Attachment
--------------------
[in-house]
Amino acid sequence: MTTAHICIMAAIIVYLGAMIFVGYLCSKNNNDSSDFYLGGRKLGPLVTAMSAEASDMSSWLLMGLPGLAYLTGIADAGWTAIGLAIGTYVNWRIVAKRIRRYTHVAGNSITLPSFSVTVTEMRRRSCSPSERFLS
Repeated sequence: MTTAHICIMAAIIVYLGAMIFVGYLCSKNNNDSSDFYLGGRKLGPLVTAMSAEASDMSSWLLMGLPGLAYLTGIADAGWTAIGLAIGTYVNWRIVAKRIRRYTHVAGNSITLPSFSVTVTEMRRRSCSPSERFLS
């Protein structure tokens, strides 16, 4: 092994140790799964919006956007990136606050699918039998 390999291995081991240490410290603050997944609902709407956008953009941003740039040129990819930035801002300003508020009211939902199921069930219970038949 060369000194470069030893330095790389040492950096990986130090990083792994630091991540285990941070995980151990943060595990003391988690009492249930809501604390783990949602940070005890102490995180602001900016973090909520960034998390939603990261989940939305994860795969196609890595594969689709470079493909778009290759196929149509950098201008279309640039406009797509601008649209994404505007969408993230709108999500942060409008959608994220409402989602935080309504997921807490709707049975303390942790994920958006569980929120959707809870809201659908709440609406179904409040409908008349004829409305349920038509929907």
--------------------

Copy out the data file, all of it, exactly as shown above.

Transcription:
[in-house]
Amino acid sequence: MTTAHICIMAAIIVYLGAMIFVGYLCSKNNNDSSDFYLGGRKLGPLVTAMSAEASDMSSWLLMGLPGLAYLTGIADAGWTAIGLAIGTYVNWRIVAKRIRRYTHVAGNSITLPSFSVTVTEMRRRSCSPSERFLS
Repeated sequence: MTTAHICIMAAIIVYLGAMIFVGYLCSKNNNDSSDFYLGGRKLGPLVTAMSAEASDMSSWLLMGLPGLAYLTGIADAGWTAIGLAIGTYVNWRIVAKRIRRYTHVAGNSITLPSFSVTVTEMRRRSCSPSERFLS
């Protein structure tokens, strides 16, 4: 092994140790799964919006956007990136606050699918039998 390999291995081991240490410290603050997944609902709407956008953009941003740039040129990819930035801002300003508020009211939902199921069930219970038949 060369000194470069030893330095790389040492950096990986130090990083792994630091991540285990941070995980151990943060595990003391988690009492249930809501604390783990949602940070005890102490995180602001900016973090909520960034998390939603990261989940939305994860795969196609890595594969689709470079493909778009290759196929149509950098201008279309640039406009797509601008649209994404505007969408993230709108999500942060409008959608994220409402989602935080309504997921807490709707049975303390942790994920958006569980929120959707809870809201659908709440609406179904409040409908008349004829409305349920038509929907």